‘Chinese Puzzle’: A puzzled Frenchman finding his path to happiness

Director Cedric Klapisch’s “L’auberge Espagnol” was one of the critically acclaimed independent hits of 2002. Following the humorous adventures of young Frenchman Xavier (Romain Duris), an Erasmus student in Barcelona, the film was not only a convincingly executed feel-good piece but also had some very astute observations of European youth culture.

Klapisch later made “Russian Dolls” in 2005, which again followed the life and times of Xavier as he tried to become a self-sufficient adult, a successful writer and find love.

After almost 10 years, Klapisch, actor Duris and the rest of the ensemble cast once again return with “Chinese Puzzle,” another excerpt from the life of Xavier, who is now in his 40s.

This time the cast and crew present us with a piece of cinema that combines the joy and intelligent humor of the first two installments and adds a layer of unexpected profoundness about what it truly means to become an adult and acknowledge the simplicity of happiness — not to mention the unapologetic and brilliant observations about multicultural life in New York.

The film starts in Paris, showing us the happy life of Xavier and his English wife Wendy (Kelly Reilly) and their two friendly children Mia and Lucas. Xavier and Wendy are both successful writers and Xavier has just landed a new book deal. The only problem is that Wendy isn’t happy anymore; she leaves Xavier and takes the children with her to live in Manhattan. Suddenly, Xavier is faced with the complications of life all over again. His editor is quite is happy because this means a lot of new drama in his new book!

Xavier doesn’t want to be separated from his children so on a whim he moves to New York, penniless. At least he’s got his best friend, Isabelle from Belgium, and her girlfriend Ju, with whom he can stay in Brooklyn until he figures things out.

Xavier is immediately faced with culture shock in the New World; his English isn’t so fluent, the city is densely populated and the American lifestyle is a bit too hectic for his European sensibilities.

Director Klapisch is ingenuous in how he emphasizes these cultural clashes by making Xavier adopt a self-mocking attitude that is not condescending but affably confused. A hilarious moment awaits the audience when he has to engage in small talk with Wendy’s new American boyfriend.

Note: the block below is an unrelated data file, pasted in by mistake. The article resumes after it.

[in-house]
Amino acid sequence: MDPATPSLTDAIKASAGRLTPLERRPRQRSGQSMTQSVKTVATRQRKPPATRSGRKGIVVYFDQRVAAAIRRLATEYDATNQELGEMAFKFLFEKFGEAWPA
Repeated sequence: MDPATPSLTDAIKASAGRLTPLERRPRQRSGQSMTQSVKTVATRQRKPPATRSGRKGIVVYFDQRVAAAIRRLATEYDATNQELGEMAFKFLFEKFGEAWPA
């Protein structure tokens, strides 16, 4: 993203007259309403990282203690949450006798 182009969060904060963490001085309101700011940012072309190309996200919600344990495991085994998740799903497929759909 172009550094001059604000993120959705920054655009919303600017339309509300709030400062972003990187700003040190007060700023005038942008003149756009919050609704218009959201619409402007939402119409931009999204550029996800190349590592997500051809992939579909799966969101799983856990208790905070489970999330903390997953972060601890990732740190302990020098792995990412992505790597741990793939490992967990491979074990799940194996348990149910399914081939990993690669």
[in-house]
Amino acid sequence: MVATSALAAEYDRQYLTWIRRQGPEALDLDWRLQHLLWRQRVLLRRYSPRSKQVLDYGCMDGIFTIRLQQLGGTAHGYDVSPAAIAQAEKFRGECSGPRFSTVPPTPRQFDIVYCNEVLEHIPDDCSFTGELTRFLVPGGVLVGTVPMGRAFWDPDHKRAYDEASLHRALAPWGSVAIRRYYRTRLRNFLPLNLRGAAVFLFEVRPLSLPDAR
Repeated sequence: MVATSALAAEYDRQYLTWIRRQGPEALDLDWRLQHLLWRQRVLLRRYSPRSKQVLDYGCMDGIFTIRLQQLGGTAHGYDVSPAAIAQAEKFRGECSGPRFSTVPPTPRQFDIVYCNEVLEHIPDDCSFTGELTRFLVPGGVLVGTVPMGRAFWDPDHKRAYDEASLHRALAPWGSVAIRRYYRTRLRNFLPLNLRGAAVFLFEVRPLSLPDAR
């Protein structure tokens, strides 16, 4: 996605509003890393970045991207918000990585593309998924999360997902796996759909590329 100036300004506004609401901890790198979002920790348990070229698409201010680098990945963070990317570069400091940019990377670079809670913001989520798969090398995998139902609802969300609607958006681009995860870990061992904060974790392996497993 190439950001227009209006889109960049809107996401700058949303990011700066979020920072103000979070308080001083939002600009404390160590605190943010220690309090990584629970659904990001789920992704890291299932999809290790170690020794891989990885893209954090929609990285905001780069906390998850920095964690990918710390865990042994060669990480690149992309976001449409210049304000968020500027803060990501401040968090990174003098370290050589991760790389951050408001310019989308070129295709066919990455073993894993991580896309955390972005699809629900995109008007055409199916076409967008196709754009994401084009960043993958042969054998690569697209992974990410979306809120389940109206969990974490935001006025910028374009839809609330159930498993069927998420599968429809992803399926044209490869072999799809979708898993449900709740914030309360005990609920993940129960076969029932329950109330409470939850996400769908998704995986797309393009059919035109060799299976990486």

Adding to the complications of Xavier’s new life is the presence of Martine (Audrey Tautou), who is also a divorced parent with two children. Martine and Xavier are friends, but Martine’s frequent visits to New York spark the old romance between them.

Trying to balance all the different dynamics with these three different, intelligent females, Xavier also has to finish his novel and get a working visa to stay in the United States. He finally manages to get a small apartment in Chinatown (where the film is mainly set), gets a job as a bicycle courier, gets to spend time with his children and even marries a Chinese-American to get a green card.

He’s juggling too much at the same time, sometimes finding himself in the funniest of situations, but all’s well that ends well. What started out as a “Chinese Puzzle” ends up a simple equation to solve as Xavier finally understands that the only obstacle that stops one from reaching contentment is oneself and not one’s circumstances. Misery and complications might make great fiction, but real life, or more exactly adult life, is just about being honest with oneself and finding happiness in each significant or insignificant moment. Sounds corny, doesn’t it? Well, don’t put your cynical hat on because Klapisch will take it off for you in the 10th minute of his emotionally convincing and multilayered feel-good film.

Funny how it takes a French director to succeed at Hollywood’s most prominent and exported genre!

“Chinese Puzzle” is a film that will lighten your day and its most admirable aspect is that it achieves this lightness not by escaping reality but by embracing it. Additionally, the cultural-themed jokes are a bonus.

SOURCE: TODAY’S ZAMAN